Well, I see that its been awhile since I posted.
The good old flu bug struck, nasty business. Kind of drained me. And though I have been back in the quilt room working alittle. Well, it hasn't been with much devotion.
This morning I drug out the camera to do an update of the "chaos room" and it looks like the last time
that I used the camera "somebody" left it on and the battery was dead.
"Oh Well" I think that, "that " is a Tony Bennett song and not my favorite, but it kind of expresses it all!
The Celtic Solstice quilt needs work. So I have drug that out, and counted my blocks to date and started fine tuning them, starting with the neutral /blue star points. They surely needed a lot of fine tuning. Mercy Sakes! I was in a rush wasn't I?
When I was about in the 7th grade, my mom let me loose with her sewing machine. It was an old treadle singer that my brother had added an electric moter for her. It was also the only machine that
my mom ever had that I knew of. She showed me how to use it, taught me what grainlines were about, the importance of a consistant seam, bought me a pattern for what ever it was I wanted to make, and turned me loose. I could go to her and she was helpful, but basically, it was kind of a self taught thing as progress was made. Trial and error. When I needed clothes, I made them. No $ for shopping for readymades. In those days,(those words are the mark of an old person) it was cheaper to buy fabric and thread and make your own.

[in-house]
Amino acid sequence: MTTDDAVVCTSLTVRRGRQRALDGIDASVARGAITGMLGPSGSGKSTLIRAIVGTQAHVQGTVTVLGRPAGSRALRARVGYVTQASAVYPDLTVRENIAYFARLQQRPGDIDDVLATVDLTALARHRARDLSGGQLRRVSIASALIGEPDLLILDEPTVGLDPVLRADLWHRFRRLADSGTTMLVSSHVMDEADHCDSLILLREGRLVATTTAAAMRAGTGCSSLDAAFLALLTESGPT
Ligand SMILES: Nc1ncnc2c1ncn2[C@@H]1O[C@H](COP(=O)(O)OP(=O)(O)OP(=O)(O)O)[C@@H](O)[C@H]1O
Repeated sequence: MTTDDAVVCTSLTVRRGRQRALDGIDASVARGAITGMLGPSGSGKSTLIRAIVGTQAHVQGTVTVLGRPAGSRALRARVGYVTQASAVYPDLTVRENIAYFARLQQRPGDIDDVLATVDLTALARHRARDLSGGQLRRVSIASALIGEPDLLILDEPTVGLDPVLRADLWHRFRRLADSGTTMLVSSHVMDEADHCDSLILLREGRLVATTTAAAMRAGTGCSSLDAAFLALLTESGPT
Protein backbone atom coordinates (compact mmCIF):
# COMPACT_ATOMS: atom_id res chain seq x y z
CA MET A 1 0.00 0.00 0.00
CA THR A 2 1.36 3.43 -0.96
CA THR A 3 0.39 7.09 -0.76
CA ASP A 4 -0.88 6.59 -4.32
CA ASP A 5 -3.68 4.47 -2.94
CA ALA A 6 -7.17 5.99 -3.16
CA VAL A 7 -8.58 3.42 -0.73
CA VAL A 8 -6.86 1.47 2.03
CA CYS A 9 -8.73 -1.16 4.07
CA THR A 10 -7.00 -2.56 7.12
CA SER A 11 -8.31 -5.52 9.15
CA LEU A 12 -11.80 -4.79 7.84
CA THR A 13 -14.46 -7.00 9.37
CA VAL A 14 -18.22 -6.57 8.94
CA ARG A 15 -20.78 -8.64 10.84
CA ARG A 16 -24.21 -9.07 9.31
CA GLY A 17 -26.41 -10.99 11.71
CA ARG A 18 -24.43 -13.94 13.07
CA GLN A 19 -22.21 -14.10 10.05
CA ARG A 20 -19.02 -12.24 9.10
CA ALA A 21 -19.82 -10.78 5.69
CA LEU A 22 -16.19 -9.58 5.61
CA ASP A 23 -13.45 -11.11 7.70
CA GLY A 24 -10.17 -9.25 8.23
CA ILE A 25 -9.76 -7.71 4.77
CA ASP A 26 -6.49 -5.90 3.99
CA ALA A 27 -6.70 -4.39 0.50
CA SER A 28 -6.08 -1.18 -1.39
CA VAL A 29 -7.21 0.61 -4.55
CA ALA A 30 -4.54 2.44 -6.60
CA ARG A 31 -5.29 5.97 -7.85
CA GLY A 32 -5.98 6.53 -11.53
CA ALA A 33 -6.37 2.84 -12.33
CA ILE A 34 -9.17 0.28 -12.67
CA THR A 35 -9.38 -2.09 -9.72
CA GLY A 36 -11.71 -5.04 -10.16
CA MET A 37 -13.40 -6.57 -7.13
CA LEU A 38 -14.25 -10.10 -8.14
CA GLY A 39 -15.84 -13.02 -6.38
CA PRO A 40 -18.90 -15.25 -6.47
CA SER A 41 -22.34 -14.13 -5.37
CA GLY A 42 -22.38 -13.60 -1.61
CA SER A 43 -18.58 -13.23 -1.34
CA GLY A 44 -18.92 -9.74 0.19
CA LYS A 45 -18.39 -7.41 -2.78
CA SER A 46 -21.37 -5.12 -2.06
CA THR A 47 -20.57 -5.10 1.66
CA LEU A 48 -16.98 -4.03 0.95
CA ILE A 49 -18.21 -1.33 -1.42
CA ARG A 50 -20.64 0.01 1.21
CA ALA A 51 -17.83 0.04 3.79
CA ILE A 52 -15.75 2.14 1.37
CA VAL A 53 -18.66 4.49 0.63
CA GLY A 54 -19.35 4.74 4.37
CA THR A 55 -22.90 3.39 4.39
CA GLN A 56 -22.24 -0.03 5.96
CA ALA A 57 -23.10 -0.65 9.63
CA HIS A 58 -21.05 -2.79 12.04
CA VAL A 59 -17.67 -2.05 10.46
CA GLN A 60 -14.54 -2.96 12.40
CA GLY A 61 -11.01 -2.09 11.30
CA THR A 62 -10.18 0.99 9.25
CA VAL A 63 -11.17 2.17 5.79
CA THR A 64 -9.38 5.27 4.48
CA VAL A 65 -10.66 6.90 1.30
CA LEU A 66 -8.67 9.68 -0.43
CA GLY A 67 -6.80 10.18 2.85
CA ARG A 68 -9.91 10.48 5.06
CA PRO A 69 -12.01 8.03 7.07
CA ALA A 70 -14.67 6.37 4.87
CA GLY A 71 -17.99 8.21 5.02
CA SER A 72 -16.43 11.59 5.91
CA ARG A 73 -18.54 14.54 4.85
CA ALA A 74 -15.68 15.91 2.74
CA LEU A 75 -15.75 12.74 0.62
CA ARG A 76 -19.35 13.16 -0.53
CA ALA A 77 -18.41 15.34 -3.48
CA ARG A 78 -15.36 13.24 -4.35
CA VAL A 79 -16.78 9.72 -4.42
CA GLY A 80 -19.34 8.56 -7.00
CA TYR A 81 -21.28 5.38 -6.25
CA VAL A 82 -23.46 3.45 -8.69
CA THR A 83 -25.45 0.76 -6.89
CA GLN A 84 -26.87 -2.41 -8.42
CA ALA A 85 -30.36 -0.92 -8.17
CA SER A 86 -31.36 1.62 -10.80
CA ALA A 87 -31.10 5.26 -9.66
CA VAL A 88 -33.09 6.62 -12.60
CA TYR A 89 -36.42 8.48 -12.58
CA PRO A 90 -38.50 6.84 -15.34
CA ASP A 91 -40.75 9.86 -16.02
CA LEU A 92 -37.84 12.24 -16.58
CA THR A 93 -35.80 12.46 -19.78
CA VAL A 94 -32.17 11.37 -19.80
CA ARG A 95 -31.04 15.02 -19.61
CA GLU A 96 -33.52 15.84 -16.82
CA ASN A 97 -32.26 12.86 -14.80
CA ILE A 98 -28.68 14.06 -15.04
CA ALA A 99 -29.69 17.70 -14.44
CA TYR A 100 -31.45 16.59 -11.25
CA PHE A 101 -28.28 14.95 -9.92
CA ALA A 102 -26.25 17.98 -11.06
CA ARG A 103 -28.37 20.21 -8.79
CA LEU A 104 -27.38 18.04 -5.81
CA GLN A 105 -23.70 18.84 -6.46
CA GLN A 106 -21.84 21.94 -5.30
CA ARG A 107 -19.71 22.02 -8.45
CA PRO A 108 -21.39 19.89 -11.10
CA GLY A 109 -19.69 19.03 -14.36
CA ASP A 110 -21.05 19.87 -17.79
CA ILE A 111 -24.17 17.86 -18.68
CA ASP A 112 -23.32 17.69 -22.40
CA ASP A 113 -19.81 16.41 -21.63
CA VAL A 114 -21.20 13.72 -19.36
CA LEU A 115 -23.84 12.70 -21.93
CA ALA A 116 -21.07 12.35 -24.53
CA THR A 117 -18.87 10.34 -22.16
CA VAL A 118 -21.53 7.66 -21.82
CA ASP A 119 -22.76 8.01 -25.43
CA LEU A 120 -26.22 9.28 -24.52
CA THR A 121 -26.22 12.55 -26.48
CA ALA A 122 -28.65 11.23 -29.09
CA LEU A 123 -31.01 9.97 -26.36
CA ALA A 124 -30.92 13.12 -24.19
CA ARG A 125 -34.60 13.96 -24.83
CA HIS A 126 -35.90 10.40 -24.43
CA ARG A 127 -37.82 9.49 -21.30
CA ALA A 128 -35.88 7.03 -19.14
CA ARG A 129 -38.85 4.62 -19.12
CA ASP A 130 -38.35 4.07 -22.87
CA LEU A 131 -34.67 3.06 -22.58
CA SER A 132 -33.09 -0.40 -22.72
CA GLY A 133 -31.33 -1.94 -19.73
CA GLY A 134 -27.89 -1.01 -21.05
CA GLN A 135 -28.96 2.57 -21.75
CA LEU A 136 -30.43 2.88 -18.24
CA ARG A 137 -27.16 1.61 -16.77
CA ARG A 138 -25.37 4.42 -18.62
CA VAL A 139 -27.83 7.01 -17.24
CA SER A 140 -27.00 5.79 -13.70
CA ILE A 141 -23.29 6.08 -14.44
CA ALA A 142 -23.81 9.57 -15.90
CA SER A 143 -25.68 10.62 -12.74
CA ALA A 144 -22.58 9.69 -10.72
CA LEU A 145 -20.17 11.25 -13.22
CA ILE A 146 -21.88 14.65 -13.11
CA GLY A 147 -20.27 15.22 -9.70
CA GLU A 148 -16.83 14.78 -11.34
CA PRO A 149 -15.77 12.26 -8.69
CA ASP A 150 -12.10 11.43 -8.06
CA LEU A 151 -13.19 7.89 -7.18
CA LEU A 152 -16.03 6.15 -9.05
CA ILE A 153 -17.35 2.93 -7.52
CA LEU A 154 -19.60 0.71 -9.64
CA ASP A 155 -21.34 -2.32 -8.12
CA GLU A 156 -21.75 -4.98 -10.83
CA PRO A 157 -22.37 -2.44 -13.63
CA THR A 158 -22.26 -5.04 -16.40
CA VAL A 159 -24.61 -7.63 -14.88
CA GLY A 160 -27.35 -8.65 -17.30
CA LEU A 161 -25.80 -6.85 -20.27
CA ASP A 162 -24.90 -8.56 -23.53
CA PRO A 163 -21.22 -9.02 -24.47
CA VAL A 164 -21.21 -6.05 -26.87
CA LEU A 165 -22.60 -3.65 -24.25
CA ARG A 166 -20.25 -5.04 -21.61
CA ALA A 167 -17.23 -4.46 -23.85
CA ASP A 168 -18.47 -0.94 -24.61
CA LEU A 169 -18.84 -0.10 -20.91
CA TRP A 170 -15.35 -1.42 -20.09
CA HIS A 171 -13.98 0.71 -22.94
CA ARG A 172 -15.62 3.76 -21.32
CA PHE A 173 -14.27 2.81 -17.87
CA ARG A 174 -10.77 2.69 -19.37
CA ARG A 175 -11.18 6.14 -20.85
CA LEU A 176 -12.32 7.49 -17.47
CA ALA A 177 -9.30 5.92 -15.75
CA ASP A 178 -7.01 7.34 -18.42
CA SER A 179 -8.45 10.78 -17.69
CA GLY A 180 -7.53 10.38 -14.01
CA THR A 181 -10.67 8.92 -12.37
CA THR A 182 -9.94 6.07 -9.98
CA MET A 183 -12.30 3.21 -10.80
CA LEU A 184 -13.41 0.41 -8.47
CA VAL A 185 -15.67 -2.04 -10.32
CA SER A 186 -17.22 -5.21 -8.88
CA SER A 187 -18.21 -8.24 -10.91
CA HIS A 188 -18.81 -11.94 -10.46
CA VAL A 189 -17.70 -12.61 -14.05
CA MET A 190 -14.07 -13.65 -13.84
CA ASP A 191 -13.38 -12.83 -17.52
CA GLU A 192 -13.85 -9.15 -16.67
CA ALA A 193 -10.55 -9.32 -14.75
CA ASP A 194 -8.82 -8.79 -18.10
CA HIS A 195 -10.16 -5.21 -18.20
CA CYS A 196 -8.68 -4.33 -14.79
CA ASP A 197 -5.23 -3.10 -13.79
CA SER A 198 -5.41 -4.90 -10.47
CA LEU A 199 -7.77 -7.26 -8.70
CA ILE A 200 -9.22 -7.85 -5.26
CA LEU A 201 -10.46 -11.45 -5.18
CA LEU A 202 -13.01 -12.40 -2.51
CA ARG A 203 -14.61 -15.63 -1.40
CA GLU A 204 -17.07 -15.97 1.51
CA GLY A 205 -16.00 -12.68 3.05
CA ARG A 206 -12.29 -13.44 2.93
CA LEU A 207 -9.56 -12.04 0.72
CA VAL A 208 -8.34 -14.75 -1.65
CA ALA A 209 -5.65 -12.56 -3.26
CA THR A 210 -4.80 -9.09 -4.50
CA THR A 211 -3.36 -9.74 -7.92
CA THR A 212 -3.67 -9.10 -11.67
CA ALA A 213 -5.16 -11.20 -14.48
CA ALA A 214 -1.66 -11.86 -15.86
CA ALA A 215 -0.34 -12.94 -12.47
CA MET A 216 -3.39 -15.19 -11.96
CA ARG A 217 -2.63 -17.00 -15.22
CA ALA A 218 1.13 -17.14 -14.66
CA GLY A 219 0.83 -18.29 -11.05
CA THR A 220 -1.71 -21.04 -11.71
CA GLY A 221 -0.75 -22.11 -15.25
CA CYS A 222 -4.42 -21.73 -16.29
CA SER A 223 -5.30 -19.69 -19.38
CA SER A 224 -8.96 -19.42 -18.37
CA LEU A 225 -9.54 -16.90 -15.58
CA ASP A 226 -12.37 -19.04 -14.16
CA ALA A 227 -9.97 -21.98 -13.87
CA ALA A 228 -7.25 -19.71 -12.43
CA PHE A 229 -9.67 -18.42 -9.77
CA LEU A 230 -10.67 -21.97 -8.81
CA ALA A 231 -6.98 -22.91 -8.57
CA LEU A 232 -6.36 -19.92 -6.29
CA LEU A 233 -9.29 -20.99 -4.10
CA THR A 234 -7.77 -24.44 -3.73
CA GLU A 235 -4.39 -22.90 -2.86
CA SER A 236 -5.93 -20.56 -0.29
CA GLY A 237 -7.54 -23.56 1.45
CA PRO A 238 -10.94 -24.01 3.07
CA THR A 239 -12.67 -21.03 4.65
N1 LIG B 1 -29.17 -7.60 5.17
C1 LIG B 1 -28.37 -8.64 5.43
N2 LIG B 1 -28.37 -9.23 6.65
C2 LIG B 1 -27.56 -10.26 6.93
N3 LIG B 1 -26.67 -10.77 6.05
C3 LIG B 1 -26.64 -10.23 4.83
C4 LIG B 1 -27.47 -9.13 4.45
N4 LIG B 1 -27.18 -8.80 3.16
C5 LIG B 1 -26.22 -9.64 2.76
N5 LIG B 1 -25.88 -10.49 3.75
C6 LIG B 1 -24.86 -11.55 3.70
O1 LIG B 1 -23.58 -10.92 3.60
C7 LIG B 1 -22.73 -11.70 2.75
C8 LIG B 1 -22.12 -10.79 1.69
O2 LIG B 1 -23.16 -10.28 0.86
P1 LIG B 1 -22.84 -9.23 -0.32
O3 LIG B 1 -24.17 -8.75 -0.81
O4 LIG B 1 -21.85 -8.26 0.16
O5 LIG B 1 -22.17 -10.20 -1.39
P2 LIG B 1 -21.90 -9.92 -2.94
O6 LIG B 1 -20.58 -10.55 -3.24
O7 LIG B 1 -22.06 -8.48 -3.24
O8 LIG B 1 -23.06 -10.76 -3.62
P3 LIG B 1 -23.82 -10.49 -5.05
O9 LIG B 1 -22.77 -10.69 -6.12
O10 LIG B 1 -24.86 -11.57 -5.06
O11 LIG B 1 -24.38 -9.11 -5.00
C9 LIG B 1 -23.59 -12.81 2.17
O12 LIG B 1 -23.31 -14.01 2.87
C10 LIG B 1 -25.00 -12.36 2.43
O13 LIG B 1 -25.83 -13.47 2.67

As I fine tuned my sewing, I read, studied and sewed a lot.
My mother had been busy with a needle, all my life. She crocheted, tatted, sewed and quilted. I remember a yellow to gold on cream, Lone Star quilt, and especially a green scraps drunkerds path that I especially loved and drooled over, but they were company quilts and thats the only time that they came out onto the bed.When mom was in the nursing home, I searched and searched for that quilt, but she had already passed it on to a needy grandchild or horrors! It had been used for padding to move a refrigerater or such!
Sometime when my 4th child was in the 7th or 8th grade, I made an applique, red plaid scotty on black pillow for my 5th daughter and decided that it would be better if it had some hand quilting. Shall we just say, that my hands cannot do a consistant stitch. I grew up with my mom having a quilting frame full , rolled and hanging over the top of her bed, and in the off garden season, she had a quilt in it most of the time. There were no quilting bees at our house, just mom, her frame and meditation. She always complained that she just couldn't do the perfect stitch. Well, I inherited that! In Spades!